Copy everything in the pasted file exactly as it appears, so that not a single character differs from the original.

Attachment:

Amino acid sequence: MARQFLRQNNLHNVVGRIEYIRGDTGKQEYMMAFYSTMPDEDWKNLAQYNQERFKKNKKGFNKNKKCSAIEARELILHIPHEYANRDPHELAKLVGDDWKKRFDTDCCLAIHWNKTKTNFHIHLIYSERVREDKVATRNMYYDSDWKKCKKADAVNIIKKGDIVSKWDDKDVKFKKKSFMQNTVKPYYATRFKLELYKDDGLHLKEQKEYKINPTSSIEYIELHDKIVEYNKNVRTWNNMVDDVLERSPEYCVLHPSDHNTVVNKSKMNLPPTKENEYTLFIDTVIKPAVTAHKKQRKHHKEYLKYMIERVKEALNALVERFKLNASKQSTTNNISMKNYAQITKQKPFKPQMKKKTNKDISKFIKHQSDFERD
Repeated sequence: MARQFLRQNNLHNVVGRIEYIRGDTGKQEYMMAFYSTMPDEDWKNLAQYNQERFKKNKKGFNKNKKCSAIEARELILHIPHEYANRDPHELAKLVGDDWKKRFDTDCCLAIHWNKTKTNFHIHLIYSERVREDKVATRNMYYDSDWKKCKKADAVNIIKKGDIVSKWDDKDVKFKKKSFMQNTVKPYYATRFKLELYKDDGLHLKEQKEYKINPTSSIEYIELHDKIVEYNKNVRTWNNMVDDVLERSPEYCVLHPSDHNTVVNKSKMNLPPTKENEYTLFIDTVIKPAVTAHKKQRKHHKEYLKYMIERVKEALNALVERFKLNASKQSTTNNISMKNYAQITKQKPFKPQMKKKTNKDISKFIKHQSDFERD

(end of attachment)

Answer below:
Amino acid sequence: MARQFLRQNNLHNVVGRIEYIRGDTGKQEYMMAFYSTMPDEDWKNLAQYNQERFKKNKKGFNKNKKCSAIEARELILHIPHEYANRDPHELAKLVGDDWKKRFDTDCCLAIHWNKTKTNFHIHLIYSERVREDKVATRNMYYDSDWKKCKKADAVNIIKKGDIVSKWDDKDVKFKKKSFMQNTVKPYYATRFKLELYKDDGLHLKEQKEYKINPTSSIEYIELHDKIVEYNKNVRTWNNMVDDVLERSPEYCVLHPSDHNTVVNKSKMNLPPTKENEYTLFIDTVIKPAVTAHKKQRKHHKEYLKYMIERVKEALNALVERFKLNASKQSTTNNISMKNYAQITKQKPFKPQMKKKTNKDISKFIKHQSDFERD
Repeated sequence: MARQFLRQNNLHNVVGRIEYIRGDTGKQEYMMAFYSTMPDEDWKNLAQYNQERFKKNKKGFNKNKKCSAIEARELILHIPHEYANRDPHELAKLVGDDWKKRFDTDCCLAIHWNKTKTNFHIHLIYSERVREDKVATRNMYYDSDWKKCKKADAVNIIKKGDIVSKWDDKDVKFKKKSFMQNTVKPYYATRFKLELYKDDGLHLKEQKEYKINPTSSIEYIELHDKIVEYNKNVRTWNNMVDDVLERSPEYCVLHPSDHNTVVNKSKMNLPPTKENEYTLFIDTVIKPAVTAHKKQRKHHKEYLKYMIERVKEALNALVERFKLNASKQSTTNNISMKNYAQITKQKPFKPQMKKKTNKDISKFIKHQSDFERD